Alabama Education Officials Using Federal Funds to Encourage Educator Literacy Trainings Aligned to the ‘Science of Reading’

Alabama will pay $1,000 stipends to teachers who have completed the Language Essentials for Teachers of Reading and Spelling (LETRS) literacy training program and who demonstrate at least 80% mastery of the course content. The LETRS program helps teachers master the fundamentals of reading instruction—phonological awareness, phonics, fluency, vocabulary, comprehension, writing, and language.

The stipend helps reward teachers who have demonstrated mastery in the science of reading, and it encourages more Alabama teachers to complete the program.

We are spotlighting this because the emphasis on improving literacy instruction through a focus on professional learning tied to the science of reading is a strong use of recovery funds.

Reviewer Analysis

The Education Trust

It is important to ensure that all teachers have the tools to teach reading in evidence-based ways. It will be critical that Alabama find ways to recruit and prioritize these stipends for educators serving high-need schools or in schools that serve a high-population of students of color or students from low-income backgrounds.

The Rural Alliance

We like the program for its continued professional improvement support for teachers. We also like the emphasis on literacy. Great use of federal funds.


Fantastic investment and incentive for teachers to complete LETRS. That is a rigorous and time-consuming course that necessitates compensating educators’ time. Providing an expensive training at no cost to educators is frankly just not enough; they deserve to be rewarded for completion.


We are encouraged that Alabama is allocating federal relief funds to improve literacy instruction. Equipping teachers to understand the science of reading and implement their learning to support learners is critical. Reading is the foundational skill to unlock learning across content areas. While multilingual learners constitute a small percentage of Alabama’s student population, we would still hope that the state does not inadvertently exclude its educators tasked with supporting multilingual learners. Educators working in transitional bilingual or dual language settings that seek to leverage home language skills to support literacy development, need an additional layer and lens to support them as they teach students to read.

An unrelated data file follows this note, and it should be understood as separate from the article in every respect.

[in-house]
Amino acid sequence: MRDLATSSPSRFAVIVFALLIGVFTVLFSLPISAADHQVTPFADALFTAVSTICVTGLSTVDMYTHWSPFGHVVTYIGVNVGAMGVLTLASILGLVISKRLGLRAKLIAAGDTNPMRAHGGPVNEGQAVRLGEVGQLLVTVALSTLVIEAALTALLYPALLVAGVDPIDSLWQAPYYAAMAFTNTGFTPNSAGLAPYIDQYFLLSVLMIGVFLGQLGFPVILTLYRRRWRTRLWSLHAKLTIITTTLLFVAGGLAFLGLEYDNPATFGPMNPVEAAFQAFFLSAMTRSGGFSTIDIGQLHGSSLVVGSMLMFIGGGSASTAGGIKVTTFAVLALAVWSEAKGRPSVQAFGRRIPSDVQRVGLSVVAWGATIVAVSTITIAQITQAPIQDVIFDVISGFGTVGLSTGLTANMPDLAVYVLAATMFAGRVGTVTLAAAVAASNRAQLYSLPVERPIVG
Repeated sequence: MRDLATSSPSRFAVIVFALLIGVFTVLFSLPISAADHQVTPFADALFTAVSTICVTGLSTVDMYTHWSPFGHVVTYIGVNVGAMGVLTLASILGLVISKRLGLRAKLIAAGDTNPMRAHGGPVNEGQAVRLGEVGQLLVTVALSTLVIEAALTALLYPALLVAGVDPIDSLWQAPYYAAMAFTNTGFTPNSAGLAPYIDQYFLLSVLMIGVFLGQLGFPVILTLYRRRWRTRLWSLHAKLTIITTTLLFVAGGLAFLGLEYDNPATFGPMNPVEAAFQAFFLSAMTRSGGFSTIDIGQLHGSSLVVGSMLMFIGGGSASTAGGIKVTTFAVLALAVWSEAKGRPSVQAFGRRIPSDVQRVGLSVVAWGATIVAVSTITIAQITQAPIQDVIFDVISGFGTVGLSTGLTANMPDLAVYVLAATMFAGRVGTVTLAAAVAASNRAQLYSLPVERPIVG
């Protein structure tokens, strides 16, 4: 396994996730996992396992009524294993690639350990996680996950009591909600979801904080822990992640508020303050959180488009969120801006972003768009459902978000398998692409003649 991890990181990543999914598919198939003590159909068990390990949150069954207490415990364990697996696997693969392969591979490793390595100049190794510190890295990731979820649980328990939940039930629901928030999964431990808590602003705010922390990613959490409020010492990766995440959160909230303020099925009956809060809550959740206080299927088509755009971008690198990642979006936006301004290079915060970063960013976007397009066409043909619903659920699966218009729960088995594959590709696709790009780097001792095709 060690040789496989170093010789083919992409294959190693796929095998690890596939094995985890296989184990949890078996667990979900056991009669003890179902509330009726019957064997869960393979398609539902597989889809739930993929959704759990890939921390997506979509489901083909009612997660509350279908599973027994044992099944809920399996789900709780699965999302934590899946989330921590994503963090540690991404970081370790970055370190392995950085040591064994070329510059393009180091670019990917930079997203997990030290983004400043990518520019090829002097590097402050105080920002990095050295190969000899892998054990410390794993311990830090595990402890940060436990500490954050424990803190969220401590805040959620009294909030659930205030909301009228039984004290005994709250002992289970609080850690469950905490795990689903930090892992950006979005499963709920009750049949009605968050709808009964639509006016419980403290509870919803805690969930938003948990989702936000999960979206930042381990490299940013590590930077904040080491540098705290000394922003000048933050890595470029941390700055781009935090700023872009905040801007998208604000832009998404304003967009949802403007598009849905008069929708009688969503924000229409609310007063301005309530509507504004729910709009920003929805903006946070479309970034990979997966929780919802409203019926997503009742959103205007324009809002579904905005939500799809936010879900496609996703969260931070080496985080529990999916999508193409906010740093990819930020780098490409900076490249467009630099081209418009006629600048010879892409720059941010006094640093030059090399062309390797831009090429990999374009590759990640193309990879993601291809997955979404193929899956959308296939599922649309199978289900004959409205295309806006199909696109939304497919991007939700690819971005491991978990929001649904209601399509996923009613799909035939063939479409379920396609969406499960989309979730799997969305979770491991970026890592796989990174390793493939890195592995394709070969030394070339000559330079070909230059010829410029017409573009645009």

Southern Regional Education Board

Alabama DOE has identified a research-based strategy for improving reading and student achievement. All grade level and subject content teachers can benefit from professional learning on the science of reading.

New Leaders

Allocating funds for professional learning focused on improving literacy and aligned to the science of reading is a strong use of funds! In addition, Alabama will need to consider how they support school leaders’ mastery of these practices and their ability to guide teacher learning and implementation.

The Bush Center

This is an excellent use of funds to invest in educator knowledge and practice in a fundamental area - reading.

Jocelyn Pickford

Evidence-based literacy training is essential for educators and this model has met with success in other states like Massachusetts.

Dale Chu

If literacy is equity, then Alabama is demonstrating a serious commitment to it by incentivizing teachers to get better at teaching reading. Setting aside the question of why many educators are coming into the profession ill-prepared in the fundamentals of reading instruction, the state’s effort could be an important step in helping to bolster the performance of their elementary schools and early education writ large.

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